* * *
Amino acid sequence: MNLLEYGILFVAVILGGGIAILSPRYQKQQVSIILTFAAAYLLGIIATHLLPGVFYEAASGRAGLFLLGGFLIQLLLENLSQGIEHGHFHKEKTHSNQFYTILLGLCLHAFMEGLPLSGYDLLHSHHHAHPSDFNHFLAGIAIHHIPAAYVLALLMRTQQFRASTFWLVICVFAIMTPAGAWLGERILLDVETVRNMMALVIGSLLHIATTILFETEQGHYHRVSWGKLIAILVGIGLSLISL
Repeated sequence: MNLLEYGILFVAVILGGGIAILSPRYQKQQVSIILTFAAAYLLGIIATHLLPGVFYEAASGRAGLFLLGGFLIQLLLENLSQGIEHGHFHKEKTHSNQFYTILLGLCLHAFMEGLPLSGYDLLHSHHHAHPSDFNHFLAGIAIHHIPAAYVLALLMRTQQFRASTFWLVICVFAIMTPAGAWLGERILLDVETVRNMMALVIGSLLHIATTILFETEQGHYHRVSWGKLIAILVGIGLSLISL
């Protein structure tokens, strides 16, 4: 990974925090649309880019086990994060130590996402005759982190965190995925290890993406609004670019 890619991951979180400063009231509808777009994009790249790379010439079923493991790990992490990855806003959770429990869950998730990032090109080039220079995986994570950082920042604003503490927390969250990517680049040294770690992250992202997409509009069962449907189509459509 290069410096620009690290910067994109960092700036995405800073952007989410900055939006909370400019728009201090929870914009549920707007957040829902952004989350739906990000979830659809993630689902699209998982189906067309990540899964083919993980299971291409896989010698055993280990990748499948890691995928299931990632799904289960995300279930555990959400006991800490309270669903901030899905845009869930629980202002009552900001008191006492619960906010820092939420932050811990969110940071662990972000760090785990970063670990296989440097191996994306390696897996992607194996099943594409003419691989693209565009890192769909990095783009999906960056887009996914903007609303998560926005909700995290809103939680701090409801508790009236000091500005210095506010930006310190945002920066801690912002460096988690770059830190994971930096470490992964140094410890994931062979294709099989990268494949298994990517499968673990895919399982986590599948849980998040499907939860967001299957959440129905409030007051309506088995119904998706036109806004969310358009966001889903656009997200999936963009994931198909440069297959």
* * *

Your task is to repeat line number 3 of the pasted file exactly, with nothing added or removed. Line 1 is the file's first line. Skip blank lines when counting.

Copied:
């Protein structure tokens, strides 16, 4: 990974925090649309880019086990994060130590996402005759982190965190995925290890993406609004670019 890619991951979180400063009231509808777009994009790249790379010439079923493991790990992490990855806003959770429990869950998730990032090109080039220079995986994570950082920042604003503490927390969250990517680049040294770690992250992202997409509009069962449907189509459509 290069410096620009690290910067994109960092700036995405800073952007989410900055939006909370400019728009201090929870914009549920707007957040829902952004989350739906990000979830659809993630689902699209998982189906067309990540899964083919993980299971291409896989010698055993280990990748499948890691995928299931990632799904289960995300279930555990959400006991800490309270669903901030899905845009869930629980202002009552900001008191006492619960906010820092939420932050811990969110940071662990972000760090785990970063670990296989440097191996994306390696897996992607194996099943594409003419691989693209565009890192769909990095783009999906960056887009996914903007609303998560926005909700995290809103939680701090409801508790009236000091500005210095506010930006310190945002920066801690912002460096988690770059830190994971930096470490992964140094410890994931062979294709099989990268494949298994990517499968673990895919399982986590599948849980998040499907939860967001299957959440129905409030007051309506088995119904998706036109806004969310358009966001889903656009997200999936963009994931198909440069297959």